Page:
All LAMS placements were technically successful and all used an electrocautery-enhanced delivery catheter. In 4/14 patients, the LAMS was balloon dilated after deployment to facilitate drainage of the PFC contents (mean balloon diameter was 12 mm). Eight out of 14 patients underwent placement of 1–2 double-pigtail plastic stents through the LAMS. There were no adverse events related to LAMS placement in any patient. All patients received intra-procedural antibiotics (levofloxacin 500 mg IV) at the time of LAMS placement and a brief course of postprocedure antibiotics. No patient received a nasocystic tube and no patient underwent direct endoscopic necrosectomy (DEN) at the time of initial LAMS placement. Subsequent necrosectomy sessions were performed approximately every 2 weeks based on individualized treatment plans. DEN was performed with mechanical debridement using baskets, snares, nets, and rat tooth forceps as needed in the standard manner. In addition, at the time of necrosectomy, all patients underwent lavage of the cyst cavity with hydrogen peroxide solution diluted 3:1 with isotonic saline.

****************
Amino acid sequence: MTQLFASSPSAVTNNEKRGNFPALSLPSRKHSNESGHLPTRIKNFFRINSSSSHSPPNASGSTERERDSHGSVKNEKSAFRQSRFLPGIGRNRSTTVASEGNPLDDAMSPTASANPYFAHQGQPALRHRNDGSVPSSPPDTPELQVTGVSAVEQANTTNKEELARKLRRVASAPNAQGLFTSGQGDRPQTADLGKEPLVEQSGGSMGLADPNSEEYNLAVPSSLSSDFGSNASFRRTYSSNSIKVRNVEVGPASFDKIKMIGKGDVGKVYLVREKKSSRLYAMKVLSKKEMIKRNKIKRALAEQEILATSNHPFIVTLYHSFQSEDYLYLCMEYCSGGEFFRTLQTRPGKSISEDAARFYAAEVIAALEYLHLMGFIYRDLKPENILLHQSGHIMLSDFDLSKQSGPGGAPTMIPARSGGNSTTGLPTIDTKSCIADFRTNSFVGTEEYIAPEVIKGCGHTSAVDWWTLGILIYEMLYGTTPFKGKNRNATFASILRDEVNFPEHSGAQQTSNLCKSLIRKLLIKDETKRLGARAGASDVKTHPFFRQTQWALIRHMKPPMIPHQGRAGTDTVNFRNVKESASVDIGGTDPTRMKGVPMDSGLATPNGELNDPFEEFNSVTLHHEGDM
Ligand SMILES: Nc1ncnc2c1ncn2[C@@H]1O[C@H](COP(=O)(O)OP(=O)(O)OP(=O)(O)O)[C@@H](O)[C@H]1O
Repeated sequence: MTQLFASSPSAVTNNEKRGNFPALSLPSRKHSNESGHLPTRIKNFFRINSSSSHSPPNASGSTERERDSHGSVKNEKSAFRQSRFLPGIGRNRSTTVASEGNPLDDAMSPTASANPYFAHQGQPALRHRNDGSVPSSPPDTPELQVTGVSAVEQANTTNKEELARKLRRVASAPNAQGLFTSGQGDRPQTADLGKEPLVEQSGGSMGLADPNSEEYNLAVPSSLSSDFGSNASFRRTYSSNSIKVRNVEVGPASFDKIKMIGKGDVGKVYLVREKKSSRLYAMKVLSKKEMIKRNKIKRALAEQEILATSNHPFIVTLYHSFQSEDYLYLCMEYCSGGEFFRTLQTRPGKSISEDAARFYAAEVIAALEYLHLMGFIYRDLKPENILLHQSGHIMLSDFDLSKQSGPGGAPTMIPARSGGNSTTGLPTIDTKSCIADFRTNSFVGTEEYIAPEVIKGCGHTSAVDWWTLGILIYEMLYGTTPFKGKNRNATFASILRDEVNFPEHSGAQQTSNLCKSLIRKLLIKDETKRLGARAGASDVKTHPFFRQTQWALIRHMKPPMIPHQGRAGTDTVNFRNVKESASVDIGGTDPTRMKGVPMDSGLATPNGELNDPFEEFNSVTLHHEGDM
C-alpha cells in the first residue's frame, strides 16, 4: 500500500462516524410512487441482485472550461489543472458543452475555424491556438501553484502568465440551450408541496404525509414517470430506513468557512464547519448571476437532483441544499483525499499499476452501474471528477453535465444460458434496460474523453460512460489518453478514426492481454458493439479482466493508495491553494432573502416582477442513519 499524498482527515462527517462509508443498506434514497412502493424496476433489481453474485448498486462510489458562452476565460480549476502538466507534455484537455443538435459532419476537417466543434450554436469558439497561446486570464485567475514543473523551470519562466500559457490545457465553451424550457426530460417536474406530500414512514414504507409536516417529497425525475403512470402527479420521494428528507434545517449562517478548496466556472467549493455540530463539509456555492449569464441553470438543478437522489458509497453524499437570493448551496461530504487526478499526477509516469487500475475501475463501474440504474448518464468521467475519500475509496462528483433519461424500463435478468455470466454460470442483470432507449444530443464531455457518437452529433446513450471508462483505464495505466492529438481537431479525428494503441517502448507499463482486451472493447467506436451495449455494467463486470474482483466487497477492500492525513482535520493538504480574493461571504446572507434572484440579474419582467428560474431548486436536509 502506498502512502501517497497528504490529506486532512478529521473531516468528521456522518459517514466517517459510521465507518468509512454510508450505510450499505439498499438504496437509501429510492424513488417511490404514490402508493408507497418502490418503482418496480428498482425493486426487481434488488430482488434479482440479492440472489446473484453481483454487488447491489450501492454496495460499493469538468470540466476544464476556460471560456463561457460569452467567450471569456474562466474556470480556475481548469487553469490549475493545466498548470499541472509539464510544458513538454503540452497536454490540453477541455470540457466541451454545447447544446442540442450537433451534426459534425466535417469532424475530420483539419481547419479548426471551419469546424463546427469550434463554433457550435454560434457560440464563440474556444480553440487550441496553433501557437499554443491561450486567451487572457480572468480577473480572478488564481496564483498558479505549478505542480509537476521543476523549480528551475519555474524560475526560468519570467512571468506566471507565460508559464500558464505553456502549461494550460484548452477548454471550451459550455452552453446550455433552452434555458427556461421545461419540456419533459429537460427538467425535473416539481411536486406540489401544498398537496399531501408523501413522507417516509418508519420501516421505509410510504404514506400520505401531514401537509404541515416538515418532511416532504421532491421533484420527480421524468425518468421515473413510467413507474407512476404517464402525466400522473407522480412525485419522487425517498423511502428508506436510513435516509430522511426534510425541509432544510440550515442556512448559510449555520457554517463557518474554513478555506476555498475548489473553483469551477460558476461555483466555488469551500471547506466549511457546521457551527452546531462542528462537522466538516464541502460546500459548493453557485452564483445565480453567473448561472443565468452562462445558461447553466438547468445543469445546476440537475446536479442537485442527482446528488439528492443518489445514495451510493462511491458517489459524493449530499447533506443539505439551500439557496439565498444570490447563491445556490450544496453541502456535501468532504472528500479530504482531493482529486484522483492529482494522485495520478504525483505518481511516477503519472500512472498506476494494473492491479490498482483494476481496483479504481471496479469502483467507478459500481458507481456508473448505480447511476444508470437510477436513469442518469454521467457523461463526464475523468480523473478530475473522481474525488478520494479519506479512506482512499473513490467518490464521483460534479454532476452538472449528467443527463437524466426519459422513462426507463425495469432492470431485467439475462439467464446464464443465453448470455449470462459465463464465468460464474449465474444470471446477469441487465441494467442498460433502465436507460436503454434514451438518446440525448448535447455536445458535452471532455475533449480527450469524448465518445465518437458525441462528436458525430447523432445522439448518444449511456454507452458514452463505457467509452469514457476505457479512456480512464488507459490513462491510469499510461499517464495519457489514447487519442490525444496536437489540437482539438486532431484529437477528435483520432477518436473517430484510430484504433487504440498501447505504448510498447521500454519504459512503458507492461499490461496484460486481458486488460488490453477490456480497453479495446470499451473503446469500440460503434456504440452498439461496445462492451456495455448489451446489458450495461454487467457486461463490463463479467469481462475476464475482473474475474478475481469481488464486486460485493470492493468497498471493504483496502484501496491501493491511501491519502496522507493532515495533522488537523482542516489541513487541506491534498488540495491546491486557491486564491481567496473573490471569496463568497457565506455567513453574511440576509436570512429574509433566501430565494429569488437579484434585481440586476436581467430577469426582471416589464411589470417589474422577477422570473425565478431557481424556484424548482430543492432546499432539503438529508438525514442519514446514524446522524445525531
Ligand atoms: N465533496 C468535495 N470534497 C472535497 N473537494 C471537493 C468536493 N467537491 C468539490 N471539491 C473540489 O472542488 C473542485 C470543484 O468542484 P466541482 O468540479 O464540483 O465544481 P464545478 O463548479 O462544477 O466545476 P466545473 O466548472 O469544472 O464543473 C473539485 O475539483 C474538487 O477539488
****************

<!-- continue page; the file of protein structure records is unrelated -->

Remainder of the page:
The mean number of DEN sessions to achieve resolution of the PFC was 2.5 (range: 1–4). The mean LAMS indwell time was 61 days (range: 30–120 days). No patients experienced bleeding or migration of the LAMS. One patient developed LAMS occlusion that was noted on a scheduled DEN procedure and manually debrided. No patient experienced recurrence of their PFC.